For Writers

Before becoming an author, I spent nearly two decades working as an editor. Below are some tips I've put together. (These tips appeared as blog posts on my original blog.)

Pet Peeves from a Voracious Reader

Being a former editor, I suppose I am a picky reader. However, I know from discussions with non-writer, non-editor friends that I am not alone in noticing certain anomalies in the books I’ve been reading lately. All of us writers want our readers to get swept up in the story instead of stopping and scratching their heads or flat out balking at our prose. Below, I’ll talk about a couple problems I’ve noticed and how to avoid them in your own work.

One thing I've observed recently is a rash of mixed-up and misspelled words. To help out the editing staff at your publishing house, look for the following and make sure you use the correct one:
  • amuck/amok—the former is a variant spelling of “amok,” meaning “a frenzy,” as in “running amok.” “Amok” is generally considered the standard spelling; using “amuck” is bound to raise eyebrows.
  • midrift—no such word. You want "midriff" (meaning the abdominal area).
  • peak/peek/pique—the first one means “a point”; the second means “to look furtively”; the third, when used as a verb means “to arouse,” (as in “to pique one’s interest”); when used as a noun, “pique” means a fit of anger (as in “she stomped out in a fit of pique”).
  • reek/wreak—the first one means "to smell"; the second means to carry out or inflict (as in "wreak havoc").
  • retch/wretch—the first means “to vomit”; the second means “a miserable person.”
  • vise/vice—the first is a clamp; the second is a moral failing. Note that British English uses “vice” as a variant spelling of “vise”; if you’re in the United States, use “vise” when you mean a clamp.
  • vise versa—no such phrase. You want “vice versa.”
Those are all I can think of off the top of my head. I’ll post more as I encounter them.

Another distraction I’ve run across is the same word or variants of it used over and over in a book. A book I read last week used “echo,” “tug,” “arch,” “quiet,” “loud,” “hard,” and “soft” or variants of them so many times that I began to be jarred out of the story—never a good thing. At one point, “arch” and its variants were used about a half dozen times in three pages. Although I enjoyed the story, I would have enjoyed it much more if I hadn’t been paying so much attention to the writing.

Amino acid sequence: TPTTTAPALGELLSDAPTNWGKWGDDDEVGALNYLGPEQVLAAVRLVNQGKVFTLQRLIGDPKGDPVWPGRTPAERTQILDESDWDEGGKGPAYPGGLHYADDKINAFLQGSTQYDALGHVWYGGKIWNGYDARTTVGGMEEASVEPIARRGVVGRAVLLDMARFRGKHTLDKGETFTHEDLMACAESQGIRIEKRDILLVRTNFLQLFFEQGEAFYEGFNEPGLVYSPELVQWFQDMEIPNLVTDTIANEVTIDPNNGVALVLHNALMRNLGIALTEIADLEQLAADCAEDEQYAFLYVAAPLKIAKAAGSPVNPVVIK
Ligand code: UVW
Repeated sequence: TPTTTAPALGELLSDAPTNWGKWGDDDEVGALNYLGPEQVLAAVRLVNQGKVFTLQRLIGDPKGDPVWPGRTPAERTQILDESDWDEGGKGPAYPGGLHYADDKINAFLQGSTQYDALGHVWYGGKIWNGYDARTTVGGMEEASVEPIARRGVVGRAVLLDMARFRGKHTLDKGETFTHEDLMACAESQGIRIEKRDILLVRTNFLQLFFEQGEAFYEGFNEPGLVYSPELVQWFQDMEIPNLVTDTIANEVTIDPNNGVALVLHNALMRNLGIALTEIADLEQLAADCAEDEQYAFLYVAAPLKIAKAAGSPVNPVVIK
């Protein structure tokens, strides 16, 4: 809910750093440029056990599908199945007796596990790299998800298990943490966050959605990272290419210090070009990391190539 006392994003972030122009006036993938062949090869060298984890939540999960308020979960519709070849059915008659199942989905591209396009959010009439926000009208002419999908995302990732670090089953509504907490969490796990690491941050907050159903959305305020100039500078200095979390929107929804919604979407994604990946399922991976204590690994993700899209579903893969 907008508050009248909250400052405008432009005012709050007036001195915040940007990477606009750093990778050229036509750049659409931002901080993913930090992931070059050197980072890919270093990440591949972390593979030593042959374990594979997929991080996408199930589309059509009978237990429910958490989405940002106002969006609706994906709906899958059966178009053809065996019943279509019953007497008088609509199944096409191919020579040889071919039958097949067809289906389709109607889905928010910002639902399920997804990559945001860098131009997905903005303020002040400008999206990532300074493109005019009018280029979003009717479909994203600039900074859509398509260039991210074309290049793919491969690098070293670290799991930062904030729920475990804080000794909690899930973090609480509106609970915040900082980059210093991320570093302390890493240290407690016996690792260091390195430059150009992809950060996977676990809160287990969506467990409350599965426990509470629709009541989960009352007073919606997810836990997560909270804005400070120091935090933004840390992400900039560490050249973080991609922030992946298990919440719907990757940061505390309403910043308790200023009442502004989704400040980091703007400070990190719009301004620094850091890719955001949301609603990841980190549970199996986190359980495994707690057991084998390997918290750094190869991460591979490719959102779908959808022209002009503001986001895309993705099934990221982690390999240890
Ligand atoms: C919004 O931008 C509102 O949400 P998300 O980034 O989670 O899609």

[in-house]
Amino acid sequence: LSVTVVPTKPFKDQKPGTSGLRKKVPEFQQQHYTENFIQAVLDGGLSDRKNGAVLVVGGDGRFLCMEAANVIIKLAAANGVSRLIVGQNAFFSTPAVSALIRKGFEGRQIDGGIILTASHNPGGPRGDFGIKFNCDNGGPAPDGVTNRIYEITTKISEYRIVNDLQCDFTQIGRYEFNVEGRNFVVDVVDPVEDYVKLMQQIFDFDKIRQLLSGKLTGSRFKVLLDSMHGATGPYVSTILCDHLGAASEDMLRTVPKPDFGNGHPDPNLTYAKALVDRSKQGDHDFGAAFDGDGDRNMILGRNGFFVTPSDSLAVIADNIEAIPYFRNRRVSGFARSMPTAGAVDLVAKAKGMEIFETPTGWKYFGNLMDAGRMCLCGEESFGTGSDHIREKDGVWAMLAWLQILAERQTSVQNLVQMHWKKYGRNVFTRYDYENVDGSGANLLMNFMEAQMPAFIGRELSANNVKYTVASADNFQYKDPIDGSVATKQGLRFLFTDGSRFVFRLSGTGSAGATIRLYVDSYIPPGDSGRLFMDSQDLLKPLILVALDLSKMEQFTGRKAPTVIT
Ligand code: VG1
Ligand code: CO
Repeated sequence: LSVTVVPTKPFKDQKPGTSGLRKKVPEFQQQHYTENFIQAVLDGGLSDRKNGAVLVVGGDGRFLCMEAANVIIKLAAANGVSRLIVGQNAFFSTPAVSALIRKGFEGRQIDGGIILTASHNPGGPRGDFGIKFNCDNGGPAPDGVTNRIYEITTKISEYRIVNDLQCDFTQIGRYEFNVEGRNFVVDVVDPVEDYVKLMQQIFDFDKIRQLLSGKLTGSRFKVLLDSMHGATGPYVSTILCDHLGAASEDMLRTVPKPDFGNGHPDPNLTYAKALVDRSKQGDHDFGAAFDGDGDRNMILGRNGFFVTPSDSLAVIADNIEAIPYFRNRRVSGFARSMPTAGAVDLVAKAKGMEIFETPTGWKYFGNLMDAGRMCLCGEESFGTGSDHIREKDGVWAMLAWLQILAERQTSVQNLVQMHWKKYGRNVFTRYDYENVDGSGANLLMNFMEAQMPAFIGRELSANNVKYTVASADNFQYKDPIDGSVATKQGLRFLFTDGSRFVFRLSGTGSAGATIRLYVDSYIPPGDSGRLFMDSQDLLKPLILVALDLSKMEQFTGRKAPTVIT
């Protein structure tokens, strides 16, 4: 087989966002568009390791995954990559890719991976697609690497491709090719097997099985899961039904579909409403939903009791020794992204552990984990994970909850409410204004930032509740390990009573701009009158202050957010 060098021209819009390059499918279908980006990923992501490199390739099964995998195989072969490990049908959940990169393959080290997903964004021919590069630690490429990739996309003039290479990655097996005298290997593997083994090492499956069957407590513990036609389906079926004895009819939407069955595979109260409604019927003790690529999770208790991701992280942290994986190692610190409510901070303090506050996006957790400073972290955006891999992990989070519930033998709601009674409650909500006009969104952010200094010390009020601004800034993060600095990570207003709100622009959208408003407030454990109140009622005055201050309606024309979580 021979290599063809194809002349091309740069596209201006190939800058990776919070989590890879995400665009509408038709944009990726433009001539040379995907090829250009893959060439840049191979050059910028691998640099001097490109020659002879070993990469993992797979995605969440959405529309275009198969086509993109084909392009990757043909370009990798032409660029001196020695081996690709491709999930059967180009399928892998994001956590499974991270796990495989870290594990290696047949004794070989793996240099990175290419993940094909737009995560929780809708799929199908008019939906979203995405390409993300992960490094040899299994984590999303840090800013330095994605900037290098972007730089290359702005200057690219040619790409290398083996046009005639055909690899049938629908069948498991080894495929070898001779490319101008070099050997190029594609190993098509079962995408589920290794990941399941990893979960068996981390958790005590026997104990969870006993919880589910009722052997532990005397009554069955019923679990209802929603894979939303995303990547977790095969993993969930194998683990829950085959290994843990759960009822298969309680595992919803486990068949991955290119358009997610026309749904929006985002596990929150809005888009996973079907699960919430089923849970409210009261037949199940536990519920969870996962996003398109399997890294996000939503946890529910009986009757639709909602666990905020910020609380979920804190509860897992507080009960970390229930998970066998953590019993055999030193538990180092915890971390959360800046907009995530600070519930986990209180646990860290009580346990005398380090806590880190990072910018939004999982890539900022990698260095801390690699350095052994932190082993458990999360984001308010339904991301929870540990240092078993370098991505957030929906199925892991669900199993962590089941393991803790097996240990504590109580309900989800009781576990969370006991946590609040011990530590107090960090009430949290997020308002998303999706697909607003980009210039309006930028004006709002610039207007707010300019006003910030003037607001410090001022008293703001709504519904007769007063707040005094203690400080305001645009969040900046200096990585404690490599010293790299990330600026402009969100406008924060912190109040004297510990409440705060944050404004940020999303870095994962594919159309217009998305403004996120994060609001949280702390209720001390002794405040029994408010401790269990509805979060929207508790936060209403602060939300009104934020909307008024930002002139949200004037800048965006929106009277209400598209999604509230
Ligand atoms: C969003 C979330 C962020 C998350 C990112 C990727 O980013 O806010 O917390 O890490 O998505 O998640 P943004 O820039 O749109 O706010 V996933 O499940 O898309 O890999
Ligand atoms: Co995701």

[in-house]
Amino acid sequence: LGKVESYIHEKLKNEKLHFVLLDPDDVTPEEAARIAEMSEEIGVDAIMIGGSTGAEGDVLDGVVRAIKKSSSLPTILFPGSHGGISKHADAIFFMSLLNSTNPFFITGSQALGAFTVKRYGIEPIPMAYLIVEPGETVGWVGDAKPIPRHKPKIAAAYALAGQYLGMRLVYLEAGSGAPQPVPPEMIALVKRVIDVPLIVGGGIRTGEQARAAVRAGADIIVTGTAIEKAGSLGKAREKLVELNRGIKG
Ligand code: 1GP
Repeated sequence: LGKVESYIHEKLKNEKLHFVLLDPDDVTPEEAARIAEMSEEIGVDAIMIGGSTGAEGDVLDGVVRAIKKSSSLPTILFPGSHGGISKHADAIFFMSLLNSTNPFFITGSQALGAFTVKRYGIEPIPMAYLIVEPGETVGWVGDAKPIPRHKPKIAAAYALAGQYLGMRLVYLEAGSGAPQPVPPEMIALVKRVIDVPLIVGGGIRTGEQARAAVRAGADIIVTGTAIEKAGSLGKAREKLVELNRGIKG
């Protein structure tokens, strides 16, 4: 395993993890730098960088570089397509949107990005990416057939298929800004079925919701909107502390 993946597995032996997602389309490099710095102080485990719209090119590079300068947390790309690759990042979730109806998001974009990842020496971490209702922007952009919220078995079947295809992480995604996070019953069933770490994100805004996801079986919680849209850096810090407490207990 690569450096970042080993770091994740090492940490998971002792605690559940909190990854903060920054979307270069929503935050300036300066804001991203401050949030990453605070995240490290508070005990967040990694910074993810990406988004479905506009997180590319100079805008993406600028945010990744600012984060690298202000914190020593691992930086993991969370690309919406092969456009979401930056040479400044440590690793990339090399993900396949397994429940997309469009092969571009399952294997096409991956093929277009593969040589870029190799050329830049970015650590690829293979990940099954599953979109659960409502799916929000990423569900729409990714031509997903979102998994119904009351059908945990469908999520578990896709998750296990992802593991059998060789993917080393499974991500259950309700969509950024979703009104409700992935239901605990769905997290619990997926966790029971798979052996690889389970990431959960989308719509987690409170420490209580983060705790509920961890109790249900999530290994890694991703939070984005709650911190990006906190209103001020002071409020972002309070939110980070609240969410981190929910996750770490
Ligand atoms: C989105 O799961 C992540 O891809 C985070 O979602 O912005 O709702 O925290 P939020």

To catch this kind of repetition in your own work, read your manuscript aloud. My critique partner and I do this, and we’ve found it be quite effective. Of course, you will repeat common words, such as “he,” “she,” “it,” “and,” “the,” and so on; it’s the less-common words that you’re looking for. Once you start reading aloud, repetitions of those words will practically smack you in the face!

Happy Writing!
Dana Delamar

Too Much Information -- Enough Already!

Sometimes as writers we forget that our readers don’t love our subject as much we do. They read our books to go to different places and have different experiences, but unless you’re writing nonfiction or hardcore historical fiction, they probably didn’t pick up your book to learn all the intricacies of your research. It’s certainly tempting to tell your readers every single cool little detail you unearthed about your subject, but this leads to the dreaded info dump. It’s just as stinky as it sounds. And I’m as guilty of it as anyone. I’ve tried to hide it in dialogue, but that’s just barely disguising the lump of undigested info. Readers know it when they see it, and they skip it. They want a good story, not a history lesson.

However, readers do need to understand the world your characters inhabit and the rules of it. The best way to present this info is to explain it as you go—give them what they need, when they need it, and then stop! If you have something you’re just dying to share but that readers don’t have to know to enjoy your story, you can put it in an author’s note or on your website.